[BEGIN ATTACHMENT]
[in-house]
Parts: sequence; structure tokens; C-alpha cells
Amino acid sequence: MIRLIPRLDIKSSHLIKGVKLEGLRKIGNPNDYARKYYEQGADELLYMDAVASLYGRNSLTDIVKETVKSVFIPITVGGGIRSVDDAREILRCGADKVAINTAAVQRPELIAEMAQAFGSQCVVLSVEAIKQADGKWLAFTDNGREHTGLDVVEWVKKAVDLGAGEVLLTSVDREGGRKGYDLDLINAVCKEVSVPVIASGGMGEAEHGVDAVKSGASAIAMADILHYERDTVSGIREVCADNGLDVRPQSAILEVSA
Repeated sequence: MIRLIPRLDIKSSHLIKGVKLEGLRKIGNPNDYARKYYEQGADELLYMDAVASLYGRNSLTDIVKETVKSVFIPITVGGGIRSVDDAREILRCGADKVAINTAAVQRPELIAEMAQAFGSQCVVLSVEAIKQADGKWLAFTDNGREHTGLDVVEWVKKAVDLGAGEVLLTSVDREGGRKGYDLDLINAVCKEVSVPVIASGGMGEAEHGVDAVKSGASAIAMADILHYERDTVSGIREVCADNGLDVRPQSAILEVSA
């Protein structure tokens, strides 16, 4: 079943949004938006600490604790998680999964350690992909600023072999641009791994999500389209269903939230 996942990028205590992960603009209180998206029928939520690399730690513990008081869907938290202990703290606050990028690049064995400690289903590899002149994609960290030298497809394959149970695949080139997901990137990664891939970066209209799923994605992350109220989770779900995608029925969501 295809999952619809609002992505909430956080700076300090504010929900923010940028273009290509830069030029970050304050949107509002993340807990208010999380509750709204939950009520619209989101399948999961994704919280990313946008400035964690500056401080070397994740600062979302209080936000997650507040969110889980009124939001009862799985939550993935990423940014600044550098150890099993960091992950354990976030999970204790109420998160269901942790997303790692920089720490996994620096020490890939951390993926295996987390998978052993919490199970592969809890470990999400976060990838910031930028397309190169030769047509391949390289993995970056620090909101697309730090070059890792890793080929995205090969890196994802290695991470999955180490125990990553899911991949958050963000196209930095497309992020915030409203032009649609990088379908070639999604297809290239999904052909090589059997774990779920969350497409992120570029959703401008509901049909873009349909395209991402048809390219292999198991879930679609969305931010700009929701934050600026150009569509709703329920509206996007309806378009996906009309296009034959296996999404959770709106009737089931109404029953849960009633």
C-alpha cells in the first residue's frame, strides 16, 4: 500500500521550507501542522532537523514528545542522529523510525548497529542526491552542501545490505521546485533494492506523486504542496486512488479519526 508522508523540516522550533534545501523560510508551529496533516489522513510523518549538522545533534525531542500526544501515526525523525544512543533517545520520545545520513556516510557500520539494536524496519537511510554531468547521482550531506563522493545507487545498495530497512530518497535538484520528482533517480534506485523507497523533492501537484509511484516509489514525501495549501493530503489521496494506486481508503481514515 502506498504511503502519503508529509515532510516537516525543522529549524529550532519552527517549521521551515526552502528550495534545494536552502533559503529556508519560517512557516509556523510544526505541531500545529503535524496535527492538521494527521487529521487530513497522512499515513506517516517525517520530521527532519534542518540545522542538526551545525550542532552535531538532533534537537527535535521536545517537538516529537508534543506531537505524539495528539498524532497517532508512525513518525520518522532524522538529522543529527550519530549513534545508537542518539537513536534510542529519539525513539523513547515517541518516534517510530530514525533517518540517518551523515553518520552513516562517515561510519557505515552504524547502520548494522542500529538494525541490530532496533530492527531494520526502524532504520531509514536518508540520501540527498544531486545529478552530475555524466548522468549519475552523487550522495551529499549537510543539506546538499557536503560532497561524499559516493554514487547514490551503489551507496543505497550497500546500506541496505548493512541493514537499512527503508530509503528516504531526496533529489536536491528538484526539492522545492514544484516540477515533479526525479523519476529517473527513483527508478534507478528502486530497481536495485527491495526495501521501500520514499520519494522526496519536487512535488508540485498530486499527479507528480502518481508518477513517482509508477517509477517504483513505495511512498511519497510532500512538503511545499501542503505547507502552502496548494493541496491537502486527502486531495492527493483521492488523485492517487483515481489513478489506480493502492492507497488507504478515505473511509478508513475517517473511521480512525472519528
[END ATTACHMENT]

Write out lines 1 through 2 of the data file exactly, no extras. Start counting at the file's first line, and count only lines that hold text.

[in-house]
Parts: sequence; structure tokens; C-alpha cells